Calabria, the sax-driven tropical island delight with ragga vocals that is storming US airwaves, initially was a huge Ibiza hit as an instrumental track. With multiple versions over the past few years, Danish producer/DJ Rune added a sassy ragga vocal from Natasja Saad for the new 2007/2008 version. You might also know Rune as part of the group Artificial Funk, with his brother Johannes Torpe, who released the club hits "Together" and "Friend for the Weekend."
DJ Ron Slomowicz: So, congratulations on the hit with Calabria.
Rune: Thank you very much.
RS: How was the track born?
Rune: Well, the original, which I made in 2002, was one and a half hours, a bottle of Coca-Cola and it was done. It was sort of a moment in time that just happened. Since then it's been reincarnated about five or six times by different producers and different acts, and the latest one is the one that we've done ourselves, which is the ragga version.
RS: The first time "Calabria" was released in the US – it was
the version by Alex Gaudino. Did he contact you before he did that
version, or how did you hear about it?
Rune: Well, I'll tell you the true story. We got screwed over by him really badly because his version was supposed to be a remix of our thing, and they cleared it behind my back. So if I ever meet him I'm going to have to punch him for it.
RS: So to go from the instrumental version to a vocal version,
where did that inspiration come from?
Rune: Honestly, it was Natasja. She sadly passed away in June last year in a car accident in Jamaica. But one night I just woke up and I thought, this is a good idea, with the horn and with the beat and her on it, because she was just such an amazing performer. I'm very, very sad that she's not here to experience this great success with her voice. She would have been over the moon, because she'd been struggling for so many years.
RS: I have no idea what she's talking about, the lyrics that she
says. What do they mean?
Rune: Basically they're about this guy who makes her really horny. That's the whole joke, you know. That's as much as I understood, what she explained to me. I don't speak Patois so I don't really understand all of it. There are actually quite a few translations on the net so you can just look that up.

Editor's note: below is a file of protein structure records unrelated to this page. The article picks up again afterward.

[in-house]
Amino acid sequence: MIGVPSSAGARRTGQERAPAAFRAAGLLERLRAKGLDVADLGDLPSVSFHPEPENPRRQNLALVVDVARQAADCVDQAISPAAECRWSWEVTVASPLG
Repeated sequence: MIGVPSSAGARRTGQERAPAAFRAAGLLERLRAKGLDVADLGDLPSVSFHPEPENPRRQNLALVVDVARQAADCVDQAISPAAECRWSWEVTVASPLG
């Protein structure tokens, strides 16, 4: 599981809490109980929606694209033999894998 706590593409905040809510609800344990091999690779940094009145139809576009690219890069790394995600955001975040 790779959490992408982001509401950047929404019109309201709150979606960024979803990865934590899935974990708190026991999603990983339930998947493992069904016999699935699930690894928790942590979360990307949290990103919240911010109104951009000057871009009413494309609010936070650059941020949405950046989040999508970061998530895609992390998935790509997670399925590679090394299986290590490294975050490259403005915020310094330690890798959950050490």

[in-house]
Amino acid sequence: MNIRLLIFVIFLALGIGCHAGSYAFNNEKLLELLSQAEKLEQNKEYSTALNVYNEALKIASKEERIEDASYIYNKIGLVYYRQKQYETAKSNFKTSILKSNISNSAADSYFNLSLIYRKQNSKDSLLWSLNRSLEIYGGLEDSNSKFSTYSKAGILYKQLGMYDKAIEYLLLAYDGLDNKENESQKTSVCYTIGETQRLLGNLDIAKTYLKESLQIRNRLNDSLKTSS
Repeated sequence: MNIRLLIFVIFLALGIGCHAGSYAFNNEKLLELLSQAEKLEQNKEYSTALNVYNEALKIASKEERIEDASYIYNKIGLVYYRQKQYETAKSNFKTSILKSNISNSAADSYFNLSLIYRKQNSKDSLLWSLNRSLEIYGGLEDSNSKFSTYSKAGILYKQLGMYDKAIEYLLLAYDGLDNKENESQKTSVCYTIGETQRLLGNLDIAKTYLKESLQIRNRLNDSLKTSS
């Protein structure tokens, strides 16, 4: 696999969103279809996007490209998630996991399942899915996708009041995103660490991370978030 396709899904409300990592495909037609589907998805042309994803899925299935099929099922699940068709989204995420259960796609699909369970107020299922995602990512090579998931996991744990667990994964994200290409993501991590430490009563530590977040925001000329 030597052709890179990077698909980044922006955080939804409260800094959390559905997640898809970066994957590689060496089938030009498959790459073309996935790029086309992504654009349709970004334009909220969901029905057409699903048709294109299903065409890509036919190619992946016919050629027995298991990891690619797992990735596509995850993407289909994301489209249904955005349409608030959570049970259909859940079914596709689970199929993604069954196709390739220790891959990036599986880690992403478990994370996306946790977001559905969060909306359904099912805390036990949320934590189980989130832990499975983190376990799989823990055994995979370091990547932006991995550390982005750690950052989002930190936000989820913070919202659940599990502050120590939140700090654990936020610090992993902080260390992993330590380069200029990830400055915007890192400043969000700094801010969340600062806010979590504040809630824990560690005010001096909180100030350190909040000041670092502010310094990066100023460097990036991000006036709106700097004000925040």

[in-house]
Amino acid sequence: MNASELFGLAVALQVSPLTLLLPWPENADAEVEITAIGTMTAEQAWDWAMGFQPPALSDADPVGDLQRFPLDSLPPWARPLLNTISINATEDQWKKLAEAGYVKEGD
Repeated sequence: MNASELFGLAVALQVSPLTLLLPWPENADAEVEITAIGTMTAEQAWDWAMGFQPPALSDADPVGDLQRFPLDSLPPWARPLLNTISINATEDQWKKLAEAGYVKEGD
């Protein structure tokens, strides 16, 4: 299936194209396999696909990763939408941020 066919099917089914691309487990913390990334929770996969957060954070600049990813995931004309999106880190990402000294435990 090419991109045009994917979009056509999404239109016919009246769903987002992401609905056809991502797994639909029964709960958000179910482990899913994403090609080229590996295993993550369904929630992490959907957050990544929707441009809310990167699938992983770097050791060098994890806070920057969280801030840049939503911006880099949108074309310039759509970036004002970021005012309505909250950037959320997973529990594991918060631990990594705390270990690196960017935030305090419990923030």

RS: How did Mims get involved with the track?
Rune: Honestly, I don't know. Ultra set that up. So I wouldn't really know, but I'm really happy he did because it's a really good track.
RS: Why do you think the track is doing so well in the US,
crossing over outside just the dance world?
Rune: I would say it's because I'm talented, but I'm not going to flatter myself with that. I think it's needed. I think America needs something fresh like that, and then also a lot of people – just the sound is such a mixture of influences. I think it appeals to a lot of different characters, and I think that's an advantage of coming from Europe and not having to pigeonhole into some sort of genre. But honestly, it's kind of hard for me to figure out. I'm just really happy that it does translate to so many different people.
RS: Its a big hit in the urban hip-hop clubs. Did you have any
idea that would happen when you originally did the track?
Rune: No, because when you think about it, it's far too fast for an urban record. Normally hip-hop and R&B records are under or around 100 beats per minute and Calabria is 127. So I was really impressed that they actually dared to even play it, because you can't really mix it with another hip-hop record.
RS: When you created it, it became an instant Ibiza hit, correct?
Rune: Yes, the original version was huge. For three years in a row it was probably the biggest.
RS: The name Enur, that's your name spelt backwards, right?
RS: Your half-brother is part of the team also and the two of you
are working on an album right now?
Rune: We're actually working on two albums. We have the artists album which is going out through EMI in Europe, and then there's the Enur album which is going to be through Ultra.
RS: All these different names – why do you Europeans keep changing names?
Rune: To make it more fun – otherwise its too easy to figure out. Obviously there's a difference, there are slightly different genre changes within the name. I release records as Rune, as well as Runer K and we have a label called Arty Farty. But as I said, it's important not to pigeonhole yourself into a particular area. It's important to keep things fresh and keep things alive. That's what dance music is all about, isn't it?